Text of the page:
Paris’s new temple of art will be round, as appetising as a giant wedding cake celebrating the architectural memory of the city. The Bourse de Commerce – the cake in question – will open its doors in June 2020 after four years of renovation work. The public will rediscover one of the jewels in Paris’s architectural crown, built in the heart of Les Halles on a circular plane and surmounted by a monumental dome. Like a Renaissance mille-feuille with one remaining Medici column, the building was a hotel, then the corn exchange until 1889 when it became the commodities exchange. “The space will be dedicated solely to contemporary art,” explains its managing director Martin Bethenod. ”Exhibitions of contemporary art from the Pinault collection as well as projects commissioned especially for the space by important artists in the collection.”
Like a Renaissance mille-feuille with one remaining Medici column, the building was a hotel, then the corn exchange until 1889 when it became the commodities exchange.
François Pinault’s two Venetian museums, opened in 2005 and 2008, after abandoning his French project on the Ile Seguin, offer a taster of what we can expect on the program: the harsh conceptual painting of Flemish artist Luc Tuymans, the political works of Danh Vo that interweave history at large and his own personal story, a passion for photography (from Cindy Sherman to Berenice Abbott), the star of the market Albert Oehlen and the alchemist painter Sigmar Polke. “We focus on art from the 1970s to now. The line-up will be cutting edge and we won’t be doing blockbusters,” continues Martin Bethenod.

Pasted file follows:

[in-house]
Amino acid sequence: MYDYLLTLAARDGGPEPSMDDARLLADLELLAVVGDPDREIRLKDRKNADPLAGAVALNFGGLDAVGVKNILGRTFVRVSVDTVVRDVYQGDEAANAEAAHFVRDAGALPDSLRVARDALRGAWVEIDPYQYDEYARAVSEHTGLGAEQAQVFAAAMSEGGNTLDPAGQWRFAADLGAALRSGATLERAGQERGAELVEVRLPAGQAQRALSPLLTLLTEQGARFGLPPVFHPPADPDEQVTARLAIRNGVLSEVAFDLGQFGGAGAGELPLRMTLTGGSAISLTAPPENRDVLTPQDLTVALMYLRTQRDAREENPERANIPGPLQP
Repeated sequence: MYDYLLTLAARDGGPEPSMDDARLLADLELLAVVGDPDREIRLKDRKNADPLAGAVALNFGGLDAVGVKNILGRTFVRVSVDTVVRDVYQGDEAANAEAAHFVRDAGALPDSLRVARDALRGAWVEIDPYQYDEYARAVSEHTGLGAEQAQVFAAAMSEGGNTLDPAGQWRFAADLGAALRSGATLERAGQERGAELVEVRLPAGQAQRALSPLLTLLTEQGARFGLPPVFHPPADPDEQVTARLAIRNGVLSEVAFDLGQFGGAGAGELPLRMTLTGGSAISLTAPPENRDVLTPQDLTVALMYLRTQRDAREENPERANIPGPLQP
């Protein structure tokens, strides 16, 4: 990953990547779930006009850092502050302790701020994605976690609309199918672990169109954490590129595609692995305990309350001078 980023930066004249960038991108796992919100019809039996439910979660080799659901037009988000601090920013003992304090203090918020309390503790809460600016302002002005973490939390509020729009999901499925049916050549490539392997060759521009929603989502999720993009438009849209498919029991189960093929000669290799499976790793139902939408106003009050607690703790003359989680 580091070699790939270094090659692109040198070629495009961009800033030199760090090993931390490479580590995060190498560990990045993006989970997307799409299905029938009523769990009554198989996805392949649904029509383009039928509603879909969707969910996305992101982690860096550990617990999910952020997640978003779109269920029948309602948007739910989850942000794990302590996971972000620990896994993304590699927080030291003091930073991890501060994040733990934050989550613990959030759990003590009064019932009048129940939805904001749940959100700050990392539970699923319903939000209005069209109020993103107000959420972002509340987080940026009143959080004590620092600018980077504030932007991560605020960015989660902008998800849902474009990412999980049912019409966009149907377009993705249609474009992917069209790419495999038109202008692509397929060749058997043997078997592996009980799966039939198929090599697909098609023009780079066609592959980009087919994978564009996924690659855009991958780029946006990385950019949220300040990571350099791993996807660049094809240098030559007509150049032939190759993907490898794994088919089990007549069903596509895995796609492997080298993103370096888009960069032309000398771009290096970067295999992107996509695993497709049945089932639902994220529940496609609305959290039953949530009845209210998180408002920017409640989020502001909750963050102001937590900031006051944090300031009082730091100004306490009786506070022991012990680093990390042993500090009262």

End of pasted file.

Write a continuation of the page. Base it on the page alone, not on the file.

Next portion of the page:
“We focus on art from the 1970s to now. The line-up will be cutting edge and we won’t be doing blockbusters”, continues Martin Bethenod.
And yet in Venice, the Collection did show the master Irving Penn in 2014 and in 2017 it held a mega show of works by Damien Hirst… Be that as it may, the Bourse de Commerce won’t be entering the race of one-upmanship with its two immediate competitors: the Pompidou Center, which gambles more and more on big names from the pre-1970s (lack of budget, they have to sell tickets) and the Louis Vuitton Foundation, which, with its means that no state-owned French museum could ever dream of, can effortlessly exhibit the world’s most beautiful modern collections (Chtchoukine, Courtauld) and contemporary superstars such as Takashi Murakami and Jean-Michel Basquiat.
The names of the artists who will be taking over the seven galleries at the Bourse in June have not yet been announced, but we know Pinault has a passion for Thomas Houseago (set to show at his Venetian museum in 2020), Charles Ray and the French artists Philippe Parreno and Pierre Huyghe. However the end of November visit to the site offered an almost complete overview of the work perfect in every respect by the Japanese architect Tadao Ando. His gesture, of a simplicity and a formidable efficiency, resembles a nothing that does everything: the construction of a concrete cylinder nine meters high and thirty meters in diameter within the gigantic central rotunda.